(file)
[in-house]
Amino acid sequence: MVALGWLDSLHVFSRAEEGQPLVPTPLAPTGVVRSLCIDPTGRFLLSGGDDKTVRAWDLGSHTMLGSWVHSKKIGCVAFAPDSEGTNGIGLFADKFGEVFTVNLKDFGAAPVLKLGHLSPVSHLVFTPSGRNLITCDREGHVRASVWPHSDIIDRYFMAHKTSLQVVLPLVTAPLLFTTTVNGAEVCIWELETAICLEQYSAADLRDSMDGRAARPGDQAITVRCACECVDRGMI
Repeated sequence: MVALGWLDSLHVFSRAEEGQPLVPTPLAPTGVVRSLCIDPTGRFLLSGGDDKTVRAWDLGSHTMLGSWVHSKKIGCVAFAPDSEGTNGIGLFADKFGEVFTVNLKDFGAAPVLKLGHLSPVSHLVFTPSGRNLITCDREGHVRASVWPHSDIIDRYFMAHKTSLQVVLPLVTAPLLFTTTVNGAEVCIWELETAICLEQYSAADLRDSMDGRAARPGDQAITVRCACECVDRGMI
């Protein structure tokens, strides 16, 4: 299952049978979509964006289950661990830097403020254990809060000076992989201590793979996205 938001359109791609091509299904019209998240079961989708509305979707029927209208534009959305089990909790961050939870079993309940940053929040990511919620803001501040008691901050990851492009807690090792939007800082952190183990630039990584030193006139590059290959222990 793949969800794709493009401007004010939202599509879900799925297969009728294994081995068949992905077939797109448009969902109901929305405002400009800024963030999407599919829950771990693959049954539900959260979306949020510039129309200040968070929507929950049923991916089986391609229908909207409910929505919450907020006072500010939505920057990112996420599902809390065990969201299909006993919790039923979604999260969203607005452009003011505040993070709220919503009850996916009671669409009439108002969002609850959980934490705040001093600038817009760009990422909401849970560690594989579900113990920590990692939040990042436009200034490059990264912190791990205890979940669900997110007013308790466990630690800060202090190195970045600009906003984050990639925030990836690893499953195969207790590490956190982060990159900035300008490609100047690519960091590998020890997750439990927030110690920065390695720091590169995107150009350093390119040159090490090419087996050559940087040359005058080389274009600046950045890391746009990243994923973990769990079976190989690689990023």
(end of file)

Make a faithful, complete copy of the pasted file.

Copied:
[in-house]
Amino acid sequence: MVALGWLDSLHVFSRAEEGQPLVPTPLAPTGVVRSLCIDPTGRFLLSGGDDKTVRAWDLGSHTMLGSWVHSKKIGCVAFAPDSEGTNGIGLFADKFGEVFTVNLKDFGAAPVLKLGHLSPVSHLVFTPSGRNLITCDREGHVRASVWPHSDIIDRYFMAHKTSLQVVLPLVTAPLLFTTTVNGAEVCIWELETAICLEQYSAADLRDSMDGRAARPGDQAITVRCACECVDRGMI
Repeated sequence: MVALGWLDSLHVFSRAEEGQPLVPTPLAPTGVVRSLCIDPTGRFLLSGGDDKTVRAWDLGSHTMLGSWVHSKKIGCVAFAPDSEGTNGIGLFADKFGEVFTVNLKDFGAAPVLKLGHLSPVSHLVFTPSGRNLITCDREGHVRASVWPHSDIIDRYFMAHKTSLQVVLPLVTAPLLFTTTVNGAEVCIWELETAICLEQYSAADLRDSMDGRAARPGDQAITVRCACECVDRGMI
């Protein structure tokens, strides 16, 4: 299952049978979509964006289950661990830097403020254990809060000076992989201590793979996205 938001359109791609091509299904019209998240079961989708509305979707029927209208534009959305089990909790961050939870079993309940940053929040990511919620803001501040008691901050990851492009807690090792939007800082952190183990630039990584030193006139590059290959222990 793949969800794709493009401007004010939202599509879900799925297969009728294994081995068949992905077939797109448009969902109901929305405002400009800024963030999407599919829950771990693959049954539900959260979306949020510039129309200040968070929507929950049923991916089986391609229908909207409910929505919450907020006072500010939505920057990112996420599902809390065990969201299909006993919790039923979604999260969203607005452009003011505040993070709220919503009850996916009671669409009439108002969002609850959980934490705040001093600038817009760009990422909401849970560690594989579900113990920590990692939040990042436009200034490059990264912190791990205890979940669900997110007013308790466990630690800060202090190195970045600009906003984050990639925030990836690893499953195969207790590490956190982060990159900035300008490609100047690519960091590998020890997750439990927030110690920065390695720091590169995107150009350093390119040159090490090419087996050559940087040359005058080389274009600046950045890391746009990243994923973990769990079976190989690689990023």